An Introduction to Grafcets
by John Schop
I often find that using SFC's or Grafcets is the easiest way to design industrial automation systems. I have worked for several machine builders, and one of them had given the term 'SFC logic' another meaning. There was absolutely no process in their PLC logic that was not documented by an SFC or as I like to call it, a Grafcet. After some getting used to that, I absolutely loved the way it enabled me to program and troubleshoot complex machinery, and ever since, I've tried to use this method whenever I could.
I seriously believe that no machine cannot be programmed with this method, and if I would have the opportunity to make the decision every time (unfortunately the customer is often involved in this), I would never use anything else.
What is even better is that with a little bit of programming skills, it is possible to translate these Grafcets to ladder logic. This means nobody has to buy the expensive SFC programming modules, it is easy to read and troubleshoot, and less skilled maintenance people that you often have to deal with are not completely lost in a pile of spaghetti.
This also means that your Grafcet documentation for a certain machine does not change with the manufacturer of the PLC you are using. The translated logic is the only thing that is slightly different.
Of course, there are numerous ways of programming a Grafcet in ladder logic, but it is good to have a standard way of doing it every time, and I will show you how I do it. This article uses RSLogix 5000, but it is the same concepts in any PLC, with some minor differences.
We are going to look at a little Grafcet first, so we get the idea of what is going on. Let us assume I have a simple cylinder (CYL1) that will have to move out, when a pushbutton is pressed. Once the pushbutton is released, the valve that operates the cylinder returns to its normal state, and the cylinder will move in (the rest position).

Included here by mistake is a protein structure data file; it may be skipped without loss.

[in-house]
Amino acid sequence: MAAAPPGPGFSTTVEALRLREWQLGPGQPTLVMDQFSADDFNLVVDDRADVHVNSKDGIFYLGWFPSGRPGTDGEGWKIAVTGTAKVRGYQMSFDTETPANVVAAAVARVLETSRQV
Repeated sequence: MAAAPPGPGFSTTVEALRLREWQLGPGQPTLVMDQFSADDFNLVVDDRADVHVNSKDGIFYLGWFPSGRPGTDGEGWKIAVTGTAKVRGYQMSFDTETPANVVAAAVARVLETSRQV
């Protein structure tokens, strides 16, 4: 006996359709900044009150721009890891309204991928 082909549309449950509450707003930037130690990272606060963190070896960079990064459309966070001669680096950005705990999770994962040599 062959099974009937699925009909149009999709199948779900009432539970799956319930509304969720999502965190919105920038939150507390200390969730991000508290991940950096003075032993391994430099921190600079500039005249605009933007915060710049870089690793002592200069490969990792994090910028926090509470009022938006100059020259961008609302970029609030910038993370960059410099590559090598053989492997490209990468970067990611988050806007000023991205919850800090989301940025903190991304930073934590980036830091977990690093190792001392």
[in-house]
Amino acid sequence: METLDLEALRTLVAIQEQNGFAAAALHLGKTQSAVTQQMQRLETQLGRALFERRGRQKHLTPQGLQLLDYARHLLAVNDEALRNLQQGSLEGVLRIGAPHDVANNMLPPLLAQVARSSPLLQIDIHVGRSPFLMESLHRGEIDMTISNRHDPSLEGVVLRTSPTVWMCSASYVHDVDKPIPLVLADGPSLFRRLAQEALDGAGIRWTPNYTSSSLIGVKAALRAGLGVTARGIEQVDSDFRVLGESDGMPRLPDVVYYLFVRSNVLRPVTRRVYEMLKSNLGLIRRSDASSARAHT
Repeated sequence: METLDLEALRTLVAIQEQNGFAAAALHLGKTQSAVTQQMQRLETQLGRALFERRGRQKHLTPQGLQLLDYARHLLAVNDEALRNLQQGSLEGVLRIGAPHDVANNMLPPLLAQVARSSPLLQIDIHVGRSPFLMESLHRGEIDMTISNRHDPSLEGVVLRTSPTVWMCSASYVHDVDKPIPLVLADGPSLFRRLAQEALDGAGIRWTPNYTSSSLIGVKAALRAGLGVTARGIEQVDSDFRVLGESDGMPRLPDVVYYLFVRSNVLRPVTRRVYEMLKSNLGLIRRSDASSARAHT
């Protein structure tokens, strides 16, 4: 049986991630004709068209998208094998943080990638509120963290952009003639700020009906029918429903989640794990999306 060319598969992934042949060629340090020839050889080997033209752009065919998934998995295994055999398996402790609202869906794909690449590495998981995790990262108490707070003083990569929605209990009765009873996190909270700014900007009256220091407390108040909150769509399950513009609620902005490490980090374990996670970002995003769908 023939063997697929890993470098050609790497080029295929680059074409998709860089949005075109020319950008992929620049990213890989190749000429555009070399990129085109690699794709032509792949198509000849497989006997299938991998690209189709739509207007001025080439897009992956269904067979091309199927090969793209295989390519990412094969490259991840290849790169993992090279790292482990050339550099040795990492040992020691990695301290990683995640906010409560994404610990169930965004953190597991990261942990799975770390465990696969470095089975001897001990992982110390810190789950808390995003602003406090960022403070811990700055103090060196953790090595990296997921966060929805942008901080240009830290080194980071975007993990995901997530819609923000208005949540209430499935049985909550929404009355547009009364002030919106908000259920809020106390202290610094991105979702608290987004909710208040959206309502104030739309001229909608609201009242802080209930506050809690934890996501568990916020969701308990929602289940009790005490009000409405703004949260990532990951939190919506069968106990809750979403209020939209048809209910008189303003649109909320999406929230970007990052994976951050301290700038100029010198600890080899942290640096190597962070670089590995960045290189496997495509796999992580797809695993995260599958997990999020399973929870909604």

Some other assumptions:
- There is only one proximity switch on this cylinder, telling me it is at the rest position, so I'll have to assume it's in the 'out' position if I don't see that input for a while.
- It cannot move out in some interlocking conditions.
This probably requires some explanation, because over the years, I have developed this way of notation, which does not necessarily follow the strict rules of IEC1131 or whatever other standards there may be, but I'm assuming that if you read this, you understand the concept of steps and transitions.
Look at the transition from Step 0 to Step 1, it says, 'INPUT_PUSHBUTTON * CYL1_INTERLOCK' which in my world means: 'the input from the pushbutton needs to be there, AND the interlock needs to be satisfied'. That would be a whole lot to write down in your documentation though, so that is why I do it that way. In case I need an 'OR', I use the '+' sign. The transition from Step1 to Step 0 says, '/INPUT_PUSHBUTTON', which means 'NOT that input'.
On the right side of the steps, you see what is actually going to happen in that step.